Let it be a womanly sounding comparison, still this is like with clothes: casual is popular nowadays🙂 so dress your company in a new comfortable “casual” DDT style!
Thanks for attention. Your comments are appreciated, as usually🙂
Helen Boyarchuk – Business Development Manager (LI page)
Helen.Boyarchuk@altabel.com | Skype ID: helen_boyarchuk
Altabel Group – Professional Software Development
Gartner’s outsourcing tip: “Don’t just seek the leaders blindly – determine which vendors are the right fit for your organization”
Posted July 7, 2011on:
The debate on the success of outsourcing as an industry seems to last endlessly. Over the years outsourcing contracts underwent a lot of changes – as the result we now see more multi-sourcing engagements and smaller focused contracts. In fact outsourcing contracts shrank in length or value per contract, but the relationship with the client has endured. Indeed, it’s relations, not size that matters. So, recently the issue of a choice of a right vendor for an outsourcing contract has become even sharper and vital for a larger number of companies in IT industry.
Many organizations that want to outsource IT services are intimidated by the task of determining which location in general and vendor in particular would best suit their requirements. Many researches in the field have been made. If in the early days of outsourcing price level was the weightiest criterion, now determination of an outsourcing partner and their geo-location is based on a whole system of criteria including not solely cost competitiveness based ones but key statistics on resources and skills level, country’s business and economic environment. Among them you may see English (French, German, etc) language skills, educational system quality, cultural compatibility, political and economic environment, global and legal maturity, and data and intellectual property security and privacy.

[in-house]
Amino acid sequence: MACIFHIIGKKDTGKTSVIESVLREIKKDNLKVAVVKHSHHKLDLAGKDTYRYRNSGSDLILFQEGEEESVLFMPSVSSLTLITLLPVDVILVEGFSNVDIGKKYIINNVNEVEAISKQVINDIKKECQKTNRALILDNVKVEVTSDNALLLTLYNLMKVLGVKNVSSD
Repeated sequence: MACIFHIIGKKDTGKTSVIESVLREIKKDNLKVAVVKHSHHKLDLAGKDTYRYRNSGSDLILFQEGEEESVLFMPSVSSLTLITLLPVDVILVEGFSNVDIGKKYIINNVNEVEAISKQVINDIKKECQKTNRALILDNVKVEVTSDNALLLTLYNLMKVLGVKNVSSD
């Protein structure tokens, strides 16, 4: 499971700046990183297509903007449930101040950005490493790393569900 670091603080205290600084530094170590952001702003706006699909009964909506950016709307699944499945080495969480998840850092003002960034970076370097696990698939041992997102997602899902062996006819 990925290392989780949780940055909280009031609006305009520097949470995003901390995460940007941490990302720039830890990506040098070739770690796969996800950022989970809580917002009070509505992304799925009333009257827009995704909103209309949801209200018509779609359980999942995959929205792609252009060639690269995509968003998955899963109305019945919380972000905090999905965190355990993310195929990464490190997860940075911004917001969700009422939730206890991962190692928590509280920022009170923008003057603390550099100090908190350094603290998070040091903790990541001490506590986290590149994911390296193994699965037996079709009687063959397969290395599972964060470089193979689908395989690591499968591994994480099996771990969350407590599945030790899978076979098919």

Historically such low-cost locations as India for instance were very popular offshore outsourcing destinations, still recently with the maturation of IT domain and with recent wage inflation and educational challenges these locations have receded their position as outsourcers now expect more “added value” to their projects and business. In this respect more attention is paid to Eastern European region, especially by Western and Northern European companies. Germany, Switzerland and Austria along with the Nordics in particular perceive Eastern Europe as a favored nearshore destination. Eastern Europe ranks high in terms of efficiency of technical education, work ethics and cultural sensitivity adding to the region’s geo-attractiveness as a base for outsourced activity.